These companies face the same challenges – bumping out of their size standards and struggling to compete with billion-dollar companies in the full and open marketplace. Therefore, increasing the length of determination for industries measured based on annual average employees would give small companies a little more runway to succeed when they become midsize companies. Using a five-year standard for all industries this would create parity for small businesses in every industry and promote sustainable growth of small businesses.
  4. Share best practices for contracting with small businesses.

    WOSBs continue to find that agencies are reluctant to use small business programs. Recognizing this challenge, WIPP worked with the Homeland Security and Governmental Affairs Committee to introduce The Promoting Rigorous and Innovative Cost Efficiencies for Federal Procurement and Acquisitions (PRICE) Act of 2019 (S. 3038), which addresses agency utilization of small businesses in the federal marketplace.

    Introduced by Senators Gary Peters (D-MI) and Joni Ernst (R-IA), this bipartisan bill requires the Director of the Office of Management and Budget (OMB) to convene the existing Chief Acquisition Officers Council (CAOC) to identify and disseminate best practices in non-defense small business contracting in the federal government. The PRICE Act would positively impact the way in which this valuable information is gathered and shared across the federal government, as well as provide increased opportunities for small businesses by educating the acquisition workforce on best practices for using small business programs.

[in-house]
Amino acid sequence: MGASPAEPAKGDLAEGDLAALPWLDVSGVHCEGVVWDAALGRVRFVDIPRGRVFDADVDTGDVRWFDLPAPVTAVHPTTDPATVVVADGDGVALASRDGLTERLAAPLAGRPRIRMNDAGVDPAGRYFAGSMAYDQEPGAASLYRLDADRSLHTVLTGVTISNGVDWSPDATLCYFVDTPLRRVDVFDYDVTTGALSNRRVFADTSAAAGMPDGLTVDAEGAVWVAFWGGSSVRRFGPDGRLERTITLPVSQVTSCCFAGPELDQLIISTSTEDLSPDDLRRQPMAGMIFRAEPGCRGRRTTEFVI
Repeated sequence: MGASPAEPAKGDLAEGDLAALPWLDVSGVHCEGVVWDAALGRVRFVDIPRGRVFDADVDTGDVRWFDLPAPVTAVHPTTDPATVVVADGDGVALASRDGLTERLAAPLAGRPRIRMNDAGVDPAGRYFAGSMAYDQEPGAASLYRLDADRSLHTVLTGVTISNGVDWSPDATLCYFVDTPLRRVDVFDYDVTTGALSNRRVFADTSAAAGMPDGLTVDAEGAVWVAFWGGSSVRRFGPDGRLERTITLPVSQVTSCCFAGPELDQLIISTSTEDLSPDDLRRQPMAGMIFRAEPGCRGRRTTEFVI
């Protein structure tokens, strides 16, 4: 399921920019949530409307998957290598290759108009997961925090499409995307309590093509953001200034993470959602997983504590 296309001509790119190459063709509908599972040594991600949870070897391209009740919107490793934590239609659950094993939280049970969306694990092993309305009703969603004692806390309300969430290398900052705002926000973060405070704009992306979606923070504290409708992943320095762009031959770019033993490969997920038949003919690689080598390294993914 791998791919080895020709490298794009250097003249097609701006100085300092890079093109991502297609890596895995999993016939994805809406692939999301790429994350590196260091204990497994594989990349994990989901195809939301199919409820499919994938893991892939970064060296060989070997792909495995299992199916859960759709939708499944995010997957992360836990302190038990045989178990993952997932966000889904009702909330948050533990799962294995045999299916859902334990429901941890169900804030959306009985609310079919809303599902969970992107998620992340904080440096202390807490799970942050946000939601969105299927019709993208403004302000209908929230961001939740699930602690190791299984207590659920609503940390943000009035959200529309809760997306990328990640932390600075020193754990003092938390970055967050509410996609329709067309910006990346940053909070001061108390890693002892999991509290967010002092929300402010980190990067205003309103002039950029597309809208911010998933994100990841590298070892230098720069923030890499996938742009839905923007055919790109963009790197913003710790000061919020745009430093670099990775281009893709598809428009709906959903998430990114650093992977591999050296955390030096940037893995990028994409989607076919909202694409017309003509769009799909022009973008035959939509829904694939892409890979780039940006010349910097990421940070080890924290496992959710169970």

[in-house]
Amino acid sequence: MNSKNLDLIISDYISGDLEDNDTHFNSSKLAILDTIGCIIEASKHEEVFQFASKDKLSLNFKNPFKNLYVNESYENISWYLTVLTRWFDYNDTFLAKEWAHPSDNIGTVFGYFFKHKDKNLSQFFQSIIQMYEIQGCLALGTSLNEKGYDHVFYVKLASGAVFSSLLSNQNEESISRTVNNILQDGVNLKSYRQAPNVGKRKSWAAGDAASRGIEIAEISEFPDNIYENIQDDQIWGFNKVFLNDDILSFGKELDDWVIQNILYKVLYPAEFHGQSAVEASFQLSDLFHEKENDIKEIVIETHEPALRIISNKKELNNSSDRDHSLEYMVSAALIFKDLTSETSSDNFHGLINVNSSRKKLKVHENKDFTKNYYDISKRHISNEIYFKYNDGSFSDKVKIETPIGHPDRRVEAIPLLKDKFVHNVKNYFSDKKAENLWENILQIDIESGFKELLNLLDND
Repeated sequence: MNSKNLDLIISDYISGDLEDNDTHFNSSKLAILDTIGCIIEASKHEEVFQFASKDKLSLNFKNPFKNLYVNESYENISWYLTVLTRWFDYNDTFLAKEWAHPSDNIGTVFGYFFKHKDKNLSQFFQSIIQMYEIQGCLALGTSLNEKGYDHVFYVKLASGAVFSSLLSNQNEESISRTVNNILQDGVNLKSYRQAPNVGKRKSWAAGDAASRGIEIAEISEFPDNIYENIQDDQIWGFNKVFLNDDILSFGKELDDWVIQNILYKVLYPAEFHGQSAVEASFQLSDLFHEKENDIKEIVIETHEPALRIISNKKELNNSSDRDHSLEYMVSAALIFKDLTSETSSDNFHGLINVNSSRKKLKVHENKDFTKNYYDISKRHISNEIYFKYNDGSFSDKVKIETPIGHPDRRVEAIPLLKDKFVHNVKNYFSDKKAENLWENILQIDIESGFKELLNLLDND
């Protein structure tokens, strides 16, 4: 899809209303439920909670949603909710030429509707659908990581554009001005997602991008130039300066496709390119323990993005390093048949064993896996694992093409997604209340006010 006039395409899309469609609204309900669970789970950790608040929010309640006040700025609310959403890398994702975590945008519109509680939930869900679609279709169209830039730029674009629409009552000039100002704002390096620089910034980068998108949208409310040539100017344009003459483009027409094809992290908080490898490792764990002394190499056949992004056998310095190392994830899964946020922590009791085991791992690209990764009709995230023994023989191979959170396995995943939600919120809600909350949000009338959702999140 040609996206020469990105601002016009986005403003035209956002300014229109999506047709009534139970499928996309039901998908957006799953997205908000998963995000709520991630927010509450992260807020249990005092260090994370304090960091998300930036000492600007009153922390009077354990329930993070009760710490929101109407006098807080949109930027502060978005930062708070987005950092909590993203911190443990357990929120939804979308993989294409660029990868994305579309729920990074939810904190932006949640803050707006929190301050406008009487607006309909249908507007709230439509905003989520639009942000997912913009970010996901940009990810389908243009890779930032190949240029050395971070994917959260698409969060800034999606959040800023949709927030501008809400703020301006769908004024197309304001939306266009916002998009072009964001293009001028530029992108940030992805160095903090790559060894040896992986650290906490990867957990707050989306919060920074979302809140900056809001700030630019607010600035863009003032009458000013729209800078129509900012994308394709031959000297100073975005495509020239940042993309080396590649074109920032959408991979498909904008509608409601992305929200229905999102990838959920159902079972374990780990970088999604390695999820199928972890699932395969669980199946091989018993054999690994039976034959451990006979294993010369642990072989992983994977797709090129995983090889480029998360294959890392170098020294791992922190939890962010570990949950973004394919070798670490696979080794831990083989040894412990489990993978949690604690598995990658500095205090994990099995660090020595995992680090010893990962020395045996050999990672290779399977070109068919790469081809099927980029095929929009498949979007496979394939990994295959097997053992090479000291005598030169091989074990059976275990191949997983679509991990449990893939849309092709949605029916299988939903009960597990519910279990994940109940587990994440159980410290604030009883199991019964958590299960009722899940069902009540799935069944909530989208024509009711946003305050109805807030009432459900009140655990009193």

As we promote these changes, look for action alerts and other ways to engage from our team. Since it is an election year, there will be limited opportunity to advance this legislation – all the more reason why the NDAA is so important. These four changes would go a long way to help the government meet its 5% goal of contract awards to women-owned companies.